Deeply rooted in the rich traditions of the African-American church, gospel music was born out of grief and suffering and has long served as a beacon of hope for singers and listeners throughout the world.
During the late 1800s, African-American churches in the southern United States started fusing various styles of music into their services of worship, including spirituals, hymns and other sacred songs. Come the early 1900s, blues and jazz became a key influence on the evolution of gospel music, as highlighted by the classic album opener by the blind pianist and singer Arizona Dranes. With her distinctive high-energy vocals and piano playing that incorporated barrelhouse and ragtime styles, Dranes influenced many later gospel artists including Sister Rosetta Tharpe and Clara Ward, and was one of the first to bring the musical styles of the Holiness Churches' religious music to the public through her records.
Many of the early recorded gospel artists were evangelist street preachers who had a calling to spread the word of God through their music. Often with little education or connection with a regular church, they would preach to spontaneous congregations on the streets or set up small store-front churches of their own. From the artistry of guitar evangelists Blind Willie Johnson and Rev. Edward W. Clayborn to the "jack-leg” preaching and strange zither-like accompaniment of Washington Phillips, these performers were important missionaries in the evolution of gospel music.
In parallel to the earthy recordings of the street preachers, the mid-1920s also saw a market develop for recorded sermons by ordained ministers such as Rev. J.M. Gates. With his dynamic fire and brimstone style of old-time preaching the Rev. J.M. Gates was largely responsible for the rise in popularity of recorded sermons with the success of the featured ‘Death's Black Train Is Coming’, setting the precedent for others like Rev. A. W. Nix and Rev. J. C. Burnett who soon followed his lead.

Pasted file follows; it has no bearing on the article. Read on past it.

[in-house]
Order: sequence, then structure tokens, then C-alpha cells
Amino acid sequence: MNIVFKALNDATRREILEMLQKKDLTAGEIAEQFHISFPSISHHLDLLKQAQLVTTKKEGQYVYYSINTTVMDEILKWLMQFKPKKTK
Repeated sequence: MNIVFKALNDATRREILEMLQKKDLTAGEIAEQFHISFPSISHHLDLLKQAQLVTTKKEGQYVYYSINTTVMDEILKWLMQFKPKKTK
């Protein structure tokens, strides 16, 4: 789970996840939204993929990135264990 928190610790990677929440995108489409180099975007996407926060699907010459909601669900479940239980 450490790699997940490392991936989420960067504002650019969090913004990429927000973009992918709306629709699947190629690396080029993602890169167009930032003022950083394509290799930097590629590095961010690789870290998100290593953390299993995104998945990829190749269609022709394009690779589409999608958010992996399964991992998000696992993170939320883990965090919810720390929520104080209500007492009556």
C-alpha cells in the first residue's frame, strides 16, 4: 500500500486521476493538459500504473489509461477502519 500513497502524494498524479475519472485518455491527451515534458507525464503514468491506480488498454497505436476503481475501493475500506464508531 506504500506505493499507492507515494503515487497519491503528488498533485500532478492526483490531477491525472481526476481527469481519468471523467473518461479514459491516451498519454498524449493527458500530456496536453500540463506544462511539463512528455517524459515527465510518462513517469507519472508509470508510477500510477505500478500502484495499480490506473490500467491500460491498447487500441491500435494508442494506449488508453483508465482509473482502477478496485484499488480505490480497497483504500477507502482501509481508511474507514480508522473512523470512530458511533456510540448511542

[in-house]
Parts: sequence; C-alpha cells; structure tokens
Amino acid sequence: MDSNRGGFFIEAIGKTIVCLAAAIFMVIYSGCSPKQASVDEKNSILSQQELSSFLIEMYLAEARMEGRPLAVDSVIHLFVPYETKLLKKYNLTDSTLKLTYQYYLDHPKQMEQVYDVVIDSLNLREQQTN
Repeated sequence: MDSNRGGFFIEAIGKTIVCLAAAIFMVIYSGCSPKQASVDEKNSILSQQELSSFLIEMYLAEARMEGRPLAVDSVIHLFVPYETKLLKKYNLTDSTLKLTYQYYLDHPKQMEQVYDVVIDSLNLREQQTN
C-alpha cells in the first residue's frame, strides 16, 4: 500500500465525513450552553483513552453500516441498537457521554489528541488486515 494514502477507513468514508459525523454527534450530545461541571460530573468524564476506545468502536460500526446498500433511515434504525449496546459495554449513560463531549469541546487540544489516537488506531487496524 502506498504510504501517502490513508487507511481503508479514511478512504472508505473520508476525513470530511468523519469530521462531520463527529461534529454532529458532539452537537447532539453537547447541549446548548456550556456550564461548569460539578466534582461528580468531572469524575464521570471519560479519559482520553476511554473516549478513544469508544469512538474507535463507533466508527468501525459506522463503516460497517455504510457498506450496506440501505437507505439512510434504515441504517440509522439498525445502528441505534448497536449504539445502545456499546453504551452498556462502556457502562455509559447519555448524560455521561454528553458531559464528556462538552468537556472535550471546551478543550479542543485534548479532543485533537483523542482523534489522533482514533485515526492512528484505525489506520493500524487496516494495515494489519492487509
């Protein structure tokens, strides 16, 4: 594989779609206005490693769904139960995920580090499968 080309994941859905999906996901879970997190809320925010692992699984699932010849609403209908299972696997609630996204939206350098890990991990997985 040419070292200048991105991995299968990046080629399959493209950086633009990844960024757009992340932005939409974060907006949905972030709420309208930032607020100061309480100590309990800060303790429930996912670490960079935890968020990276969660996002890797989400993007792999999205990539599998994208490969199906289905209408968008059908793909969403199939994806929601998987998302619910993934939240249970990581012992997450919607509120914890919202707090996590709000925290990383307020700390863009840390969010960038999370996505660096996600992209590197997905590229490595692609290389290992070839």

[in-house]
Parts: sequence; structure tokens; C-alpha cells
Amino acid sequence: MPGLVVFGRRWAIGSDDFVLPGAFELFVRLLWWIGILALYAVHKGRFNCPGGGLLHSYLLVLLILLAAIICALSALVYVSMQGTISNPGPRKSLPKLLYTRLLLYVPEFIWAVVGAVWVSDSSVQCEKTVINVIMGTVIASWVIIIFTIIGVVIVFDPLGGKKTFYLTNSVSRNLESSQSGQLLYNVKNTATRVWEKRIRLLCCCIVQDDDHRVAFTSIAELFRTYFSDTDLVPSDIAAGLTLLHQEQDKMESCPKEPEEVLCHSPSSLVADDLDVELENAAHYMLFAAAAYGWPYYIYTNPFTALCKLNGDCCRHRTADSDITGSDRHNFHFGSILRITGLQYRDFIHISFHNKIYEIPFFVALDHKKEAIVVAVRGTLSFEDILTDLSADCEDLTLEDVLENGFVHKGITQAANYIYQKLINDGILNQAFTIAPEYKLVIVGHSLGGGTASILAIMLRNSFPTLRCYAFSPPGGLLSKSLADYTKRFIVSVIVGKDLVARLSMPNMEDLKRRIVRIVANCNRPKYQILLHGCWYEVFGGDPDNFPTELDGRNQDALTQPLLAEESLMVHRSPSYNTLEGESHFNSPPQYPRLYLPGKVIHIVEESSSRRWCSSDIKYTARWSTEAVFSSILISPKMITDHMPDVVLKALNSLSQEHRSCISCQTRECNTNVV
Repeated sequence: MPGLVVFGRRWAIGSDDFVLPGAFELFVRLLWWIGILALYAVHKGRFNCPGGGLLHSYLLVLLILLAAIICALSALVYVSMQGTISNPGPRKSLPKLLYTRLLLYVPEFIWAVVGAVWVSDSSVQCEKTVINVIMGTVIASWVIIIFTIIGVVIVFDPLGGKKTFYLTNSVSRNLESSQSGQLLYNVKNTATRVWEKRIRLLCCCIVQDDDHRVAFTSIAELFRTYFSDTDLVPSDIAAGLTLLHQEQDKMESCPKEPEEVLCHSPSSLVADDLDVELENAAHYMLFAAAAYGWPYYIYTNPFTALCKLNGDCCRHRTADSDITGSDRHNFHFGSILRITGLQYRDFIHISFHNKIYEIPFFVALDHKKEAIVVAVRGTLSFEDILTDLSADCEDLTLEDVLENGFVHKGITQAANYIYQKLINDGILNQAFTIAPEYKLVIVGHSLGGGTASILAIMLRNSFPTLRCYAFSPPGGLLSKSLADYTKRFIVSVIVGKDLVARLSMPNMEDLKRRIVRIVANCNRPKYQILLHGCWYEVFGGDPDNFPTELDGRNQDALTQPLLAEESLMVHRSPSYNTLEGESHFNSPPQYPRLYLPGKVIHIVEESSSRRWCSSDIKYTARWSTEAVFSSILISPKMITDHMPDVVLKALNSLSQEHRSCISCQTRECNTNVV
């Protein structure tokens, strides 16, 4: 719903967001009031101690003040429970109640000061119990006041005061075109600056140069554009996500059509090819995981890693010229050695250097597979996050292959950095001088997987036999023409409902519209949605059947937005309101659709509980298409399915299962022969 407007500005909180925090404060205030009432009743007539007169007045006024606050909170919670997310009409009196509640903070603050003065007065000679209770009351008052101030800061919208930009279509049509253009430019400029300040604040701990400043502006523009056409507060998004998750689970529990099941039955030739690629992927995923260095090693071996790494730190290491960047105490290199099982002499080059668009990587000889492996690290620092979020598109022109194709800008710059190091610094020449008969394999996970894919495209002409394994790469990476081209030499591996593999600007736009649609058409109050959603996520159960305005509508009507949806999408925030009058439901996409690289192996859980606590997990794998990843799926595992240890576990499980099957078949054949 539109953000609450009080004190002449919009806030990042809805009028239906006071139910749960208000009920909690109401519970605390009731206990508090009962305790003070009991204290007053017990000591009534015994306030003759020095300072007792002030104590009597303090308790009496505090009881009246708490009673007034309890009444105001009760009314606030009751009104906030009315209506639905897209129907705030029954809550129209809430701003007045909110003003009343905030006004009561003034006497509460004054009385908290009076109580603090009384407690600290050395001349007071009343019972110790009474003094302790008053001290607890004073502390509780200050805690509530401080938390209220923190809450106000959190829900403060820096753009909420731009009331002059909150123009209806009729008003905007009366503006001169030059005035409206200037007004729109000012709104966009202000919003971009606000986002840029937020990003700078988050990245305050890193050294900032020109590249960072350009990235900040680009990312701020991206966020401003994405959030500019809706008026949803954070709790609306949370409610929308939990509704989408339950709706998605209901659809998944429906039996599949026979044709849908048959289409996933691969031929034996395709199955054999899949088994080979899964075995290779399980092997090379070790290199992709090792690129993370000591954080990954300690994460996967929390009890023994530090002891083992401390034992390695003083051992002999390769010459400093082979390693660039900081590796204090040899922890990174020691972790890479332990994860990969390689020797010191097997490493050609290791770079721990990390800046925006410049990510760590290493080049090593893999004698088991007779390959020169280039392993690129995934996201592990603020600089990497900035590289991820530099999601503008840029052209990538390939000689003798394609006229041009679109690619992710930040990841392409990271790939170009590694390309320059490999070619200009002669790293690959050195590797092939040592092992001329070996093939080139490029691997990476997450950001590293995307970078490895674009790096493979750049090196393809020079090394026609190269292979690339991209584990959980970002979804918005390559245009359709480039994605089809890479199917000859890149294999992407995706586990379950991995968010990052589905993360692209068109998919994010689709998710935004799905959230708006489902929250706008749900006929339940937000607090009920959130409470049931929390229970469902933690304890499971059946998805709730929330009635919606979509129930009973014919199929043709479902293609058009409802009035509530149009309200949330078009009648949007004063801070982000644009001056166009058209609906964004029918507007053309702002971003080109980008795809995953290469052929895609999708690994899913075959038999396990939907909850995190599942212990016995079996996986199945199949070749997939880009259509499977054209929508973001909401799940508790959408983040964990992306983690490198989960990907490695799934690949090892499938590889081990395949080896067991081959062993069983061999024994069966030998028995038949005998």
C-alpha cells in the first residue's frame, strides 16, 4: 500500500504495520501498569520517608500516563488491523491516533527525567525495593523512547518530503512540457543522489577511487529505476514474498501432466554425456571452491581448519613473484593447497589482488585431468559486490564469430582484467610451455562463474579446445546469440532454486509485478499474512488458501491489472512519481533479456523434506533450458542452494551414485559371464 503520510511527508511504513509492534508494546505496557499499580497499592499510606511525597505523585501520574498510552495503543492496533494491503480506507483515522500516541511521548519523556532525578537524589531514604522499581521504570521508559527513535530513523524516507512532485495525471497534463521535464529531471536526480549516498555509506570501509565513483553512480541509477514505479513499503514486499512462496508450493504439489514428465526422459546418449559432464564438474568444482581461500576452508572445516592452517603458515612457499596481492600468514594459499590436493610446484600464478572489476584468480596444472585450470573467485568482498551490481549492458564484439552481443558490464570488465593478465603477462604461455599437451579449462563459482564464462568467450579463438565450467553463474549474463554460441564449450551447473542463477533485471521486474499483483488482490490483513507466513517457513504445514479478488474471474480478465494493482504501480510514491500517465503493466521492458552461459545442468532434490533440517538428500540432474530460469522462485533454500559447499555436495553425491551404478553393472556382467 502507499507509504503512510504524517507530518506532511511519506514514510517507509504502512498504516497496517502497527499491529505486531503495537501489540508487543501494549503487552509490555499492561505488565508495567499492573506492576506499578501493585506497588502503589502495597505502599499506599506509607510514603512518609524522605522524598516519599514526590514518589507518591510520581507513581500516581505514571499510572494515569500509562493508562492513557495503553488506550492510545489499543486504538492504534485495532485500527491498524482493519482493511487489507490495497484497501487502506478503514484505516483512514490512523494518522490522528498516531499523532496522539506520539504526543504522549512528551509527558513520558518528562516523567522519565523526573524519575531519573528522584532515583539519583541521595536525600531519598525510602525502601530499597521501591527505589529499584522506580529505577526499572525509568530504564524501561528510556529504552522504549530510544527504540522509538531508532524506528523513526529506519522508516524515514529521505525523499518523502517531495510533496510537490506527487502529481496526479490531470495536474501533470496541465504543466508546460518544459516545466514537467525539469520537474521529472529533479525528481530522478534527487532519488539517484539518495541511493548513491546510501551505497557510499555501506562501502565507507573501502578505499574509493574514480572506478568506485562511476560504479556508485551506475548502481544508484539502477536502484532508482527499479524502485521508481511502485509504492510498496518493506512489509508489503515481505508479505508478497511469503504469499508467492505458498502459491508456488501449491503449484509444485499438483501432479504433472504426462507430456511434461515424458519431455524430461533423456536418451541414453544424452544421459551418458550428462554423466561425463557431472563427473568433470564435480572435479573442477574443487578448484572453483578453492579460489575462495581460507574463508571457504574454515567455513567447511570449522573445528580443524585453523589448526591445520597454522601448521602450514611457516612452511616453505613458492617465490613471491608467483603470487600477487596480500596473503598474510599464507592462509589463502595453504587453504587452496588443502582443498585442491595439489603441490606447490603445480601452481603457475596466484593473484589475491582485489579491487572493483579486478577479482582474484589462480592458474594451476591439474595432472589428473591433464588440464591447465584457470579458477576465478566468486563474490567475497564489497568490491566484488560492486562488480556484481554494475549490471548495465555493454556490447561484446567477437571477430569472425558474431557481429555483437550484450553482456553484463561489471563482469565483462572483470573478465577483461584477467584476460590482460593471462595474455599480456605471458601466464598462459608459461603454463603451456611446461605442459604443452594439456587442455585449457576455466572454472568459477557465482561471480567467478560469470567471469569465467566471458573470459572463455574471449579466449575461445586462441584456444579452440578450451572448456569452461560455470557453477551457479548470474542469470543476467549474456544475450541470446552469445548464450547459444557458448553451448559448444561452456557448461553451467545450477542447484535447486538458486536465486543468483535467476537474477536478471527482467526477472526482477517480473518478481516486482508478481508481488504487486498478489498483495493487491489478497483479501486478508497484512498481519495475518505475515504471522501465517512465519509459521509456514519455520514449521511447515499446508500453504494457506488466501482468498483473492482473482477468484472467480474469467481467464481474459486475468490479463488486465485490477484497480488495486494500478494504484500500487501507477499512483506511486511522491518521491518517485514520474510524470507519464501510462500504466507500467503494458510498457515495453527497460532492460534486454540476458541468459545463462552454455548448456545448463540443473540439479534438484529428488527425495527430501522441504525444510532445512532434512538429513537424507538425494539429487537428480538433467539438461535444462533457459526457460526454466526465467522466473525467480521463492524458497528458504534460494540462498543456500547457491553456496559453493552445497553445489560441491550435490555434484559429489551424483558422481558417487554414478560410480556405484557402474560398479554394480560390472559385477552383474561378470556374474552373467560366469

The acknowledged father of gospel music Thomas A. Dorsey remains arguably the most influential figure ever to impact the genre. A former jazz and blues pianist and composer who had worked with famous blues performers such as Ma Rainey and Tampa Red, Dorsey created a new style of gospel which incorporated blues melodies and rhythms with his spiritual beliefs. Many of his songs went on to become gospel standards and he was a key influence on the career of the ‘The Queen of Gospel’ Mahalia Jackson, whose signature song ‘Take My Hand, Precious Lord’ was written by Dorsey after he experienced the loss of his wife and first-born in childbirth.
Another important strand of gospel music’s development was the emergence of jubilee quartet singing which dates to before the turn of the twentieth century. Remarkably the Dinwiddie Colored Quartet’s beautiful rendition of ‘Down On The Old Camp Ground’ was recorded in 1902 and is a key example of the development of black jubilee music. Typically, the early jubilee quartets featured close harmonies and formal arrangements that emphasized restrained musical expression and technique derived from Western musical traditions. Early quartets reinforced their respectable image by adopting uniforms that a university glee club might wear and discouraging improvisation.
Often referred to as the “Big Bang" of modern country music, the Bristol Sessions of 1927 introduced the Southern gospel of the singing white preacher Ernest Phipps and His Holiness Quartet, whose musical style encouraged a rousing, hoedown-type emotional approach. In contrast fellow preacher Alfred G. Karnes accompanied himself with the harp-guitar, a seldom recorded instrument from the Edwardian era. These tracks go to show that although gospel music is a genre synonymous with its deep rooted African-American history, it also has a long-standing appeal to white musicians, who like their African-American counterparts sought to spread solace in its lyrics of joy and sorrow, hope and despair, and a better life in some future place.